MR: One of the most interesting sections of the book deals with the unusual career of Michael Cimino. You review the history of (much of which I was surprised I had forgotten) and hint that Cimino has lost little clout at this point despite having made the most notorious financial “flop” of the modern era. How is it someone can remain in the hinterlands and retain this kind of influence in Hollywood?

DT: Well, I don’t think I do say that. Cimino is very much an outsider HEAVEN’S GATE now – in large part at his own insistence. All I’m saying is that the man is talented and that if he chooses to make a comeback I wouldn’t put it past him. I showed HEAVEN’S GATE this week at the Pacific Film Archive – in its full-length version. The reaction was clear: it’s not perfect, but it’s a very beautiful, fascinating picture.

MR: Do you think Hollywood would be different today if HEAVEN’S GATE would have been a success?

DT: Not really. Hollywood responds to large social forces. One film seldom causes a change on its own. But the picture was in its time a warning against arrogant directors and I think that led to a wave of younger, more pliant directors. So there is an influence.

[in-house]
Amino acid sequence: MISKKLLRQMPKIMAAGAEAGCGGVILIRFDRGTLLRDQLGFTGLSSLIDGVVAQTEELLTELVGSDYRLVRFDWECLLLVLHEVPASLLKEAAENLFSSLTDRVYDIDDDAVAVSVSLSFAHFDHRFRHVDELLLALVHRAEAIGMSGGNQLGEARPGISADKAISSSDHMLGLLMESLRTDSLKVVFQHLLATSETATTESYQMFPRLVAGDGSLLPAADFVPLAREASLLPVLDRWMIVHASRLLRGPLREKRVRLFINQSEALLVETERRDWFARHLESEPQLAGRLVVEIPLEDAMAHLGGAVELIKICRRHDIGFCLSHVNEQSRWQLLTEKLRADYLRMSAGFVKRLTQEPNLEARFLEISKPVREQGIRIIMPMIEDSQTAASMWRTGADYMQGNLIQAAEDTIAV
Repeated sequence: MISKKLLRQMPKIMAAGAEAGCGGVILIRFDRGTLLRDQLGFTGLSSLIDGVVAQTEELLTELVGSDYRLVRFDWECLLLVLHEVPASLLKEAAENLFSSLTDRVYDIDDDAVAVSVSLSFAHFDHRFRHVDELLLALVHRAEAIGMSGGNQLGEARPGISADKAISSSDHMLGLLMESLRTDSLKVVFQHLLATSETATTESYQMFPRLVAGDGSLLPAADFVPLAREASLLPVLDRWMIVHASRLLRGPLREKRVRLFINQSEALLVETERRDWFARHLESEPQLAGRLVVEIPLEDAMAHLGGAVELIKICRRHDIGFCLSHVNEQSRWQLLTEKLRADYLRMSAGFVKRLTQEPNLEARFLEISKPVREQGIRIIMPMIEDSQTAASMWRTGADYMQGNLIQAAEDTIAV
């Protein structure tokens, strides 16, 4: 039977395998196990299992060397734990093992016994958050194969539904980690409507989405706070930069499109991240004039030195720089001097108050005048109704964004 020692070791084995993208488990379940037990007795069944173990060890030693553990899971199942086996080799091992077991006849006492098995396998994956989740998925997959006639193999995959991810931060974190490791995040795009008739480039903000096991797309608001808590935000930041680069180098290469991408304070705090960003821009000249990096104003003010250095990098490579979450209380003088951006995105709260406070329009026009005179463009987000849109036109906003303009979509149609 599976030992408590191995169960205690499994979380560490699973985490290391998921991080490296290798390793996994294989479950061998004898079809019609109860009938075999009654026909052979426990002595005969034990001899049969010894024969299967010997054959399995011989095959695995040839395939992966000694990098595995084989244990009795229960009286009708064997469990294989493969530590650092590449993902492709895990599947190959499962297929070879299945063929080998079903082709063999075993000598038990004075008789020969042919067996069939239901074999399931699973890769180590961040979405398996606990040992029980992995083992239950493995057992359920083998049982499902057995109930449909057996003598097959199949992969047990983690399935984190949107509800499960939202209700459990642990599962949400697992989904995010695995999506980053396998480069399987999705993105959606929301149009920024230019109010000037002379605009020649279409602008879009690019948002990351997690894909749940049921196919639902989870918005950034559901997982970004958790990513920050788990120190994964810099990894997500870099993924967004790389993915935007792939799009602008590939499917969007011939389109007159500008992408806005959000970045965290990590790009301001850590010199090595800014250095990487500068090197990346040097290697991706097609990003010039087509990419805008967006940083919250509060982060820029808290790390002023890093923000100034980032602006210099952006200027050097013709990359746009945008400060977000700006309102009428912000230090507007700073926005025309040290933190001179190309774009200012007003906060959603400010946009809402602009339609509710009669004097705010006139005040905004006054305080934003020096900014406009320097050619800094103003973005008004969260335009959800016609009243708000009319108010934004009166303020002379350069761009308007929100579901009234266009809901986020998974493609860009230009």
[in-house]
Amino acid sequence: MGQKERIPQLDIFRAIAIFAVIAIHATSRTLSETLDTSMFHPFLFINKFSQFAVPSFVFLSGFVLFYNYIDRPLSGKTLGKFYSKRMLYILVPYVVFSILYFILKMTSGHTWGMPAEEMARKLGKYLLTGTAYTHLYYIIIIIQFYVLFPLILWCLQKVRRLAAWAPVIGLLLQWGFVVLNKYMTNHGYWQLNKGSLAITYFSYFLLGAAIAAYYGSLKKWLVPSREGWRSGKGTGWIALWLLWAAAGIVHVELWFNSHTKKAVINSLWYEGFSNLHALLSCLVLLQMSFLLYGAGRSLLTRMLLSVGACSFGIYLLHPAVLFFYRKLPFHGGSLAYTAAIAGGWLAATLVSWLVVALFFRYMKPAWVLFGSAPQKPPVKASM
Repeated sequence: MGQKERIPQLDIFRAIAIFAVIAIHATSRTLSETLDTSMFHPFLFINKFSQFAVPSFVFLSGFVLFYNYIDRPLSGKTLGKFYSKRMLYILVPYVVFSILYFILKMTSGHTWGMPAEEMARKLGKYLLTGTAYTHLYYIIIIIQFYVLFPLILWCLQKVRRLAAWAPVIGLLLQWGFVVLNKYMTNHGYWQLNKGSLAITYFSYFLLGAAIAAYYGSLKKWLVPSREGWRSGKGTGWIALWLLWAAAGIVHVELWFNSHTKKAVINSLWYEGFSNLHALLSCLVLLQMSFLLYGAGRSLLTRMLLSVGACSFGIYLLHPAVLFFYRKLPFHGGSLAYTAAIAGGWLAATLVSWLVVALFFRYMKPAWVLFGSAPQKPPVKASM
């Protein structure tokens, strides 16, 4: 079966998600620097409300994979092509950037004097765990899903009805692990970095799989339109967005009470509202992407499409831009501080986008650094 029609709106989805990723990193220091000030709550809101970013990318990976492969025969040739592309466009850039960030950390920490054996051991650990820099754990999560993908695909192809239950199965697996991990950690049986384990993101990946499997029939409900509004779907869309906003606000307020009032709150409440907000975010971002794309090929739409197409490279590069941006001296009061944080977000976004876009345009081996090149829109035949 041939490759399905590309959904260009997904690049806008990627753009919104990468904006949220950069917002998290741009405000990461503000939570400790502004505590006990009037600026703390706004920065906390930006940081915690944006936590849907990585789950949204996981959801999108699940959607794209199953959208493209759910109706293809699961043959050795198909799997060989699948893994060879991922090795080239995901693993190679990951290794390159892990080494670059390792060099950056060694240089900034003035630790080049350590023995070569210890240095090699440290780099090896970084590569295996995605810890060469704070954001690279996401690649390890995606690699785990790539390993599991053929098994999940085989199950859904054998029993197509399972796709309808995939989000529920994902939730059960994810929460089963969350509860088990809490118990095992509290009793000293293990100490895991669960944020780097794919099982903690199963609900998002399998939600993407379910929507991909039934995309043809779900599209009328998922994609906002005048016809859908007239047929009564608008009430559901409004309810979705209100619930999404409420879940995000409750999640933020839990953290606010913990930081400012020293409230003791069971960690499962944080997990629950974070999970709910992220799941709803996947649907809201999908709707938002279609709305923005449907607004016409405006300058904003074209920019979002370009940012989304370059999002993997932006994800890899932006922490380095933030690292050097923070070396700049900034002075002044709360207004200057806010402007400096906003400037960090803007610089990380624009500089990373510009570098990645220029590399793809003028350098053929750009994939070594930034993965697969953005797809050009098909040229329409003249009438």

MR: You write a great deal about Nicole Kidman and the tension between her (occasionally) unrecognizable screen persona in a film such as THE HOURS and her movie star persona at any number of award ceremonies. It seems that this points to one of the minor themes of the book in that stars of the so-called Golden Age of Hollywood (Grant, Wayne, Stewart) were recognizable but the stars of today make a point of changing their appearance (De Niro, Kidman, even Pitt and Mike Meyers). When do you think this change took place? Why? Do you ever see a return to a more straightforward era of movie stardom?